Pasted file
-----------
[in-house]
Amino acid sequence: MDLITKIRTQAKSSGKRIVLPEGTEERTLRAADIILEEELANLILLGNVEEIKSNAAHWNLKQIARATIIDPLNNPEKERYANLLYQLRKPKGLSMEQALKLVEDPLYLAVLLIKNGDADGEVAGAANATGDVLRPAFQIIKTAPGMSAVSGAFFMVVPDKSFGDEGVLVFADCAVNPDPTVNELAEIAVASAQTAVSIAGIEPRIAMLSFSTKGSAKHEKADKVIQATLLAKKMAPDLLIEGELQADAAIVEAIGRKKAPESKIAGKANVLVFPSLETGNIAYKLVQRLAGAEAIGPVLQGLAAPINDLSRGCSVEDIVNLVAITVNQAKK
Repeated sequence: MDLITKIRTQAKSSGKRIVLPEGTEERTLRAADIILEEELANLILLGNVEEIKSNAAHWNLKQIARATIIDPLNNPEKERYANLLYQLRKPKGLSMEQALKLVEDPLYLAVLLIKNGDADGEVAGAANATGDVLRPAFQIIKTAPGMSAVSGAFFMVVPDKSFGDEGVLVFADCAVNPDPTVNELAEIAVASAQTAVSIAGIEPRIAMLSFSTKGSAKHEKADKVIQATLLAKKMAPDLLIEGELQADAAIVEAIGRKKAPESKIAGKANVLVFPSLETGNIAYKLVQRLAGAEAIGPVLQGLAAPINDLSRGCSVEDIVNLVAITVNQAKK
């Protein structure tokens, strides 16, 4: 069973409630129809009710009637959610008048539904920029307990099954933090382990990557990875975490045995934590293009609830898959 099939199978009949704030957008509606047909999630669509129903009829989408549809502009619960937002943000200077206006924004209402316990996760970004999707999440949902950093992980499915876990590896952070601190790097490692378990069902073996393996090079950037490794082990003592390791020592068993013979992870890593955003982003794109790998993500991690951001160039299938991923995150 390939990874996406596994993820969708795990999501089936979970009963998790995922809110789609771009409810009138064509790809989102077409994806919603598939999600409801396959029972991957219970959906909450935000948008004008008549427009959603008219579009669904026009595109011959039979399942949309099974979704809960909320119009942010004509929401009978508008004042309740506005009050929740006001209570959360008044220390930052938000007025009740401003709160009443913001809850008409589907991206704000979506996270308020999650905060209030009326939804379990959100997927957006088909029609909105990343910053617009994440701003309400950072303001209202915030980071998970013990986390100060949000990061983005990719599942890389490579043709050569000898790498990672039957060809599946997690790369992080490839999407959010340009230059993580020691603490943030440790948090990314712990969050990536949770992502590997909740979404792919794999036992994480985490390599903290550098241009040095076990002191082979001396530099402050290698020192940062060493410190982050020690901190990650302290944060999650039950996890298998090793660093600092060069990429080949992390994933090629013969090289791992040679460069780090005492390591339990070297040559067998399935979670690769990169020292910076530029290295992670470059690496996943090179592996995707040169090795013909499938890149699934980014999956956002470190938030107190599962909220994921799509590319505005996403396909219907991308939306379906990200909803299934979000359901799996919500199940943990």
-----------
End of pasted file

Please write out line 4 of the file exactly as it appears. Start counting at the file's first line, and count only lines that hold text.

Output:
């Protein structure tokens, strides 16, 4: 069973409630129809009710009637959610008048539904920029307990099954933090382990990557990875975490045995934590293009609830898959 099939199978009949704030957008509606047909999630669509129903009829989408549809502009619960937002943000200077206006924004209402316990996760970004999707999440949902950093992980499915876990590896952070601190790097490692378990069902073996393996090079950037490794082990003592390791020592068993013979992870890593955003982003794109790998993500991690951001160039299938991923995150 390939990874996406596994993820969708795990999501089936979970009963998790995922809110789609771009409810009138064509790809989102077409994806919603598939999600409801396959029972991957219970959906909450935000948008004008008549427009959603008219579009669904026009595109011959039979399942949309099974979704809960909320119009942010004509929401009978508008004042309740506005009050929740006001209570959360008044220390930052938000007025009740401003709160009443913001809850008409589907991206704000979506996270308020999650905060209030009326939804379990959100997927957006088909029609909105990343910053617009994440701003309400950072303001209202915030980071998970013990986390100060949000990061983005990719599942890389490579043709050569000898790498990672039957060809599946997690790369992080490839999407959010340009230059993580020691603490943030440790948090990314712990969050990536949770992502590997909740979404792919794999036992994480985490390599903290550098241009040095076990002191082979001396530099402050290698020192940062060493410190982050020690901190990650302290944060999650039950996890298998090793660093600092060069990429080949992390994933090629013969090289791992040679460069780090005492390591339990070297040559067998399935979670690769990169020292910076530029290295992670470059690496996943090179592996995707040169090795013909499938890149699934980014999956956002470190938030107190599962909220994921799509590319505005996403396909219907991308939306379906990200909803299934979000359901799996919500199940943990």